What Old Shows Turned Into

Reading & Writing, The Arts

I’ve just delivered the sequel to ‘Paperboy’ and hope my lovely publisher will like it enough to take it on. At the start of the book I set up the seventies period and mention a few differences between old British TV shows and new ones.

This was a bit of a cheat as I haven’t seen much modern television. So I thought I should give Saturday night TV a bash. Tonight I saw ‘Strictly Come Dancing’, in which a fat astrologer from the eighties jumped about in a gold suit and everyone looked as if they’d come as a different Quality Street sweet.

Then I flicked to ‘The X Factor’, which seemed to be using more electricity than an Essex housing estate, and was edited by someone taking lots and lots of cocaine. There was a beautiful girl who looked like a black Anita Harris in a suit, and Gary Barlow proved why he’ll never have an acting career.

At first I thought there was something wrong with the colour on the TV. Then I realised that these shows followed a long happy tradition of allowing nine year-old girls to watch gay men at teatime on British television while their sexually frustrated dads ogled hefty women in split spangles. I could love Saturday night TV.

What Old shows Turned Into

Opportunity Knocks – The X Factor
Come Dancing – Strictly Come Dancing
The Brains Trust – Newsnight
Watch With Mother – C-Beebies
Sunday Night At The London Palladium – Britain’s Got Talent
No Hiding Place – Inspector Morse
Simon Dee – Jonathan Ross
Fannie Craddock – Nigella Lawson
Dixon Of Dock Green – The Bill
Larry Grayson – Alan Carr
Emergency Ward Ten – Casualty
The Archaeology Show – Timewatch
Upstairs, Downstairs – Downton Abbey

8 comments on “What Old Shows Turned Into”

  1. Gretta says:

    The Generation Game must have been responsible for something, surely?

  2. MikeT says:

    Not forgetting Play School which turned into Tikkabilla.
    Although, point of order regarding one of your examples. Do you really think anybody looks at Nigella Lawson and thinks of Fannie ? (Oh, hang on – I see what you mean)

  3. Wayne says:

    OMG! You could love Saturday night TV ? NO WAY…..

    Its the worst night of trash all week how could anyone like it today ?????? Okay maybe in the seventies and early eighties but now ??????

  4. Carol Tulpar says:

    Hello Christopher Fowler,

    The topic of my question is unrelated to this post, but I love your idea of Forgotten Authors. Number 35, published in May 2009, was Mazo de la Roche, a Canadian. I am currently doing a list of posts on Canadian authors and noticed that the link to your post, which worked last week, is now broken.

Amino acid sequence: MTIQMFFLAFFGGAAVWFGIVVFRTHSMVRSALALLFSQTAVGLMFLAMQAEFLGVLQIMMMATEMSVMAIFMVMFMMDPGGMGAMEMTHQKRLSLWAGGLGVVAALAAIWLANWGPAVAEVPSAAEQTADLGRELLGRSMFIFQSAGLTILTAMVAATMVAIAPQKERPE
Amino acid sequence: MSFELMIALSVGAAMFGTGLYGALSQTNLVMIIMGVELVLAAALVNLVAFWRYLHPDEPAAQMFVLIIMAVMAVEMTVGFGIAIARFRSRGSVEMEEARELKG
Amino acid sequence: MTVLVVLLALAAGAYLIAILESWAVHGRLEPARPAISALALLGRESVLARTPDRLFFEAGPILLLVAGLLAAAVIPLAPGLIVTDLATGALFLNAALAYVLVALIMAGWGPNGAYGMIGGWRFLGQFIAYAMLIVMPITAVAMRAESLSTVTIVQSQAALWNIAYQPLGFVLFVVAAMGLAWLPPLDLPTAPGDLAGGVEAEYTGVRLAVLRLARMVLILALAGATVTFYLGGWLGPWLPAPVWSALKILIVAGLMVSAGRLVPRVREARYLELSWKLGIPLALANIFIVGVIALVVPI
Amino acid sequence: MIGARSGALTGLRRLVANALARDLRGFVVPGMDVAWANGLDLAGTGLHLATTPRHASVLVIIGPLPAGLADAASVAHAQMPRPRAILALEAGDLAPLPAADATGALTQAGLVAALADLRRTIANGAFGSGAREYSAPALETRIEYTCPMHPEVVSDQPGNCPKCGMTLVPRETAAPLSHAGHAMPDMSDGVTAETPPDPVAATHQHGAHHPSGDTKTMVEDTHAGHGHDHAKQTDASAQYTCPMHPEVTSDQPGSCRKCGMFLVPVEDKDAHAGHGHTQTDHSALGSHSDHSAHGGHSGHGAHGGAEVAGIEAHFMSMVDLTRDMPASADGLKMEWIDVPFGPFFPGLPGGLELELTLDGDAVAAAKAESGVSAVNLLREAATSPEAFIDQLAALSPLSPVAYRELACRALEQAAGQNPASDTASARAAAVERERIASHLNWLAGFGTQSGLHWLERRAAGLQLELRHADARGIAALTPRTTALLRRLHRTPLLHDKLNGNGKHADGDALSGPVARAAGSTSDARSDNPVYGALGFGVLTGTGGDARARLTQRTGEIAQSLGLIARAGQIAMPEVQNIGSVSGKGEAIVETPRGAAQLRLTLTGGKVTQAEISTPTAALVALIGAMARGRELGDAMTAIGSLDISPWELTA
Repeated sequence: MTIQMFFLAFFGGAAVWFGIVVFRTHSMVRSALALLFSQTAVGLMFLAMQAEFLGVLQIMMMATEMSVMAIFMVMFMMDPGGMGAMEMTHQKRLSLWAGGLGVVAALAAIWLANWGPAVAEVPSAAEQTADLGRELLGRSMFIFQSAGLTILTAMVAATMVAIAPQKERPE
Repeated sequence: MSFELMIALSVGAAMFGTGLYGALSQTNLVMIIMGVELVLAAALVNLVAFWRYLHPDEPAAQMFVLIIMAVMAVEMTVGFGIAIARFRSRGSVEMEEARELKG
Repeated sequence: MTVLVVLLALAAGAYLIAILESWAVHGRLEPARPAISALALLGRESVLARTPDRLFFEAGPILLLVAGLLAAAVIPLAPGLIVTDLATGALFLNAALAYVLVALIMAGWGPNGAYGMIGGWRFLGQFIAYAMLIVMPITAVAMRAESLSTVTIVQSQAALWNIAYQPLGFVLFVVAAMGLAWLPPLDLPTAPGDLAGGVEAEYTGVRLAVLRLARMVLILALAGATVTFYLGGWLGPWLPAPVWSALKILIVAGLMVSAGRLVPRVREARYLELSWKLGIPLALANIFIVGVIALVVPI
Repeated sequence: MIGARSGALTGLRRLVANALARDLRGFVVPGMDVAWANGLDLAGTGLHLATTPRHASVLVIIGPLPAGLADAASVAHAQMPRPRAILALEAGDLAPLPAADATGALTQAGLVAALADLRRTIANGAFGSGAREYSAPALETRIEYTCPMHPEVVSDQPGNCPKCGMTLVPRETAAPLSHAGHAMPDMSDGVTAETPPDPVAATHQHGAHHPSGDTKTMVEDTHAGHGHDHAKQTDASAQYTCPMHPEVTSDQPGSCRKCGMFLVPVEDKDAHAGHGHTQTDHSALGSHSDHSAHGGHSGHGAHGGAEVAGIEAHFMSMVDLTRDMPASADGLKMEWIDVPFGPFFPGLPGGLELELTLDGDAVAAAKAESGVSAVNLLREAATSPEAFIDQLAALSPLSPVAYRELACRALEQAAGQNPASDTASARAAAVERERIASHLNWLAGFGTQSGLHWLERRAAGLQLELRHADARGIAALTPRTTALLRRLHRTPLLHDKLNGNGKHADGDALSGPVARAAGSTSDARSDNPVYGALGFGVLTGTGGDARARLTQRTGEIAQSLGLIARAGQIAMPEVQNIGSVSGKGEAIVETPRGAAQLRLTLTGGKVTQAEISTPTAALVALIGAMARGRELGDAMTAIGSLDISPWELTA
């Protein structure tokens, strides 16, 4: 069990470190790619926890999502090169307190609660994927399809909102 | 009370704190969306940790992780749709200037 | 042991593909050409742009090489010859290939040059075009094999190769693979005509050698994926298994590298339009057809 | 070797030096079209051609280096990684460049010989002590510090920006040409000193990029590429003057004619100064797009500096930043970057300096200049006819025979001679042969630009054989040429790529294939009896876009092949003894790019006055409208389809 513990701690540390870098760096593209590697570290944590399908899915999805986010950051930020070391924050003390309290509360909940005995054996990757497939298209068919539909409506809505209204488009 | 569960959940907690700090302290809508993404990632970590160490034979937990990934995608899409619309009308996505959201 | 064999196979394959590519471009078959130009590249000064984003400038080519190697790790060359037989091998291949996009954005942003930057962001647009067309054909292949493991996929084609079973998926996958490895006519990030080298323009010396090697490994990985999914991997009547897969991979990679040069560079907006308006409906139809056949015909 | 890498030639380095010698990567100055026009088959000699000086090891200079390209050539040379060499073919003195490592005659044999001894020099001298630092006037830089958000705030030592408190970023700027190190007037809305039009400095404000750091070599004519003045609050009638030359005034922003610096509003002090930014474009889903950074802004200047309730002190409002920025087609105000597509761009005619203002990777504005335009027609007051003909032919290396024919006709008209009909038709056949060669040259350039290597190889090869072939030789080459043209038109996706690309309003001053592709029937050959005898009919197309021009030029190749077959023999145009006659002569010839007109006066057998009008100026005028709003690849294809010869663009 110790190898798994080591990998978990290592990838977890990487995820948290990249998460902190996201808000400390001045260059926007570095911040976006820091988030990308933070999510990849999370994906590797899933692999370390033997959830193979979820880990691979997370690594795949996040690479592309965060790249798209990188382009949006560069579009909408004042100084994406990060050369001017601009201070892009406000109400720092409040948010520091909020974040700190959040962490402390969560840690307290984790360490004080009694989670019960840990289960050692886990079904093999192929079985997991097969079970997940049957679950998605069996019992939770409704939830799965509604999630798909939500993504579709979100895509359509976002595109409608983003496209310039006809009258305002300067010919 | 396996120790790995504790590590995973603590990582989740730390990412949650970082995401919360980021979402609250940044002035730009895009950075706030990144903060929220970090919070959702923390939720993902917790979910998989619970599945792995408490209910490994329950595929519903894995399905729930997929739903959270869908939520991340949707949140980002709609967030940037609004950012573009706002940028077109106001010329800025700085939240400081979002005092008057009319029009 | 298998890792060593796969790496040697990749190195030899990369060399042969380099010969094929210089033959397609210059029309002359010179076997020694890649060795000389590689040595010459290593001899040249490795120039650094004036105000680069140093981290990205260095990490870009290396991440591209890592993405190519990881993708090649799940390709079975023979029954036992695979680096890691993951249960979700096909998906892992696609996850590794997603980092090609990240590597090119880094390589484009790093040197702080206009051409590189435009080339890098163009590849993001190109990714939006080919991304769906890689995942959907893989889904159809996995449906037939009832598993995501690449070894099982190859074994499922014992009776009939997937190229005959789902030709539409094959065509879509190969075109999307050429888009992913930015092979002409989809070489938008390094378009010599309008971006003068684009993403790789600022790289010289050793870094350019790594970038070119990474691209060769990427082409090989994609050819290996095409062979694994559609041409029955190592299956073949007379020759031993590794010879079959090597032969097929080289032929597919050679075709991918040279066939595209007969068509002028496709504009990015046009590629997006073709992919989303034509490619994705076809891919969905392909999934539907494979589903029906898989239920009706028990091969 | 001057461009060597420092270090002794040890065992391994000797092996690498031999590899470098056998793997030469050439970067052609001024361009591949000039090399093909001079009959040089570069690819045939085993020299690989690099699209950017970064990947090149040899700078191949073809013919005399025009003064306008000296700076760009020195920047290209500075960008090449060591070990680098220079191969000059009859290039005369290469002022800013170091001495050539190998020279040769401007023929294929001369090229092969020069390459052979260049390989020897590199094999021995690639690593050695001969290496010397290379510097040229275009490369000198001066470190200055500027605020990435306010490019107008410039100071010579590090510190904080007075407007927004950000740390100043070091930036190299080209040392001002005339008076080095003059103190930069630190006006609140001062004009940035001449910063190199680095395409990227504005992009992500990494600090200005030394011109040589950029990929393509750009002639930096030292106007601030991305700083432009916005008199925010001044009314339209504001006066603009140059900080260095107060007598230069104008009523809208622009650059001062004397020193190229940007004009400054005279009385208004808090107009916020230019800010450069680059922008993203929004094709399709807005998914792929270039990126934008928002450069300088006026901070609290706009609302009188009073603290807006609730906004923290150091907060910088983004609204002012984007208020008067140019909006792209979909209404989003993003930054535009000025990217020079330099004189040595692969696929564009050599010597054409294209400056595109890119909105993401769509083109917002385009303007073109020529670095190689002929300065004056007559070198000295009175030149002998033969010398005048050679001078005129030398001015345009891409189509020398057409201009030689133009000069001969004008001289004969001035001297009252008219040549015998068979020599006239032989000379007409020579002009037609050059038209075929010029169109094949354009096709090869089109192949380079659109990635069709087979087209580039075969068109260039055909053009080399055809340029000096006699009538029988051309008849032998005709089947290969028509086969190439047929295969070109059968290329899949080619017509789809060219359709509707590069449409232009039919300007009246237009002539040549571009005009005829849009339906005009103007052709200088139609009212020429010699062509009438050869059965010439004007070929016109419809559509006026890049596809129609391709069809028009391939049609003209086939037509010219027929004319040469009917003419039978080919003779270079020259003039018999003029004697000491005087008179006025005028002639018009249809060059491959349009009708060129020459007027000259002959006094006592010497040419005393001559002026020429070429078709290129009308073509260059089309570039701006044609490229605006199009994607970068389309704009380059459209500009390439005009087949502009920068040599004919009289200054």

Is there a way back? If so, I’d love to link again. As you may imagine, with this topic there is not a lot on the internet to link to.

    Thanks and regards,

    Carol Tulpar
    Surrey, British Columbia, Canada

  5. admin says:

    No, I think with electroshock therapy, the loss of all motor movement, four martinis and another forty years on the clock Saturday Night Telly might start looking palatable.

  6. Helen Martin says:

    Of course our shows are very different but Saturday is not my favourite for television anyway.

  7. Gretta says:

    I can’t even tell you what is on Saturday night in NZ. 101 foodie programmes, probably. Sunday night’s used to be awesome, with Sunday Theatre playing great drama of an evening, and a decent chance of getting good movies afterwards, as well. Then it played second-rate drama. Then it played stuff which was hardly drama in any form, or even remotely entertaining. Now it’s been replaced completely by some horrible US ‘celebrity’ dancing thing, and anything even remotely intelligent is shown after 10pm, if it is shown at all. peh

  8. Sparro says:

    For reasons I cannot quite fathom, I remember “Jim’s Inn”, which was a most peculiar 1960s confection starring Jimmy Handley (Tommy’s son) in a sort-of ‘situation show’. But it was a total product-placement vehicle, actually a string of adverts for house-wares loosely linked by the domestic doings of Jim and his ‘family’.
    Nowdays product placement purports to be subtle and sublime, or it’s reduced to auction-TV channels. However, in the 1960s, they obviously seized the moment and just got on with it. But maybe ‘Price-drop’ and similar could take a leaf out of Jimmy Handley’s book and set their wares into a tacky drama…

Comments are closed.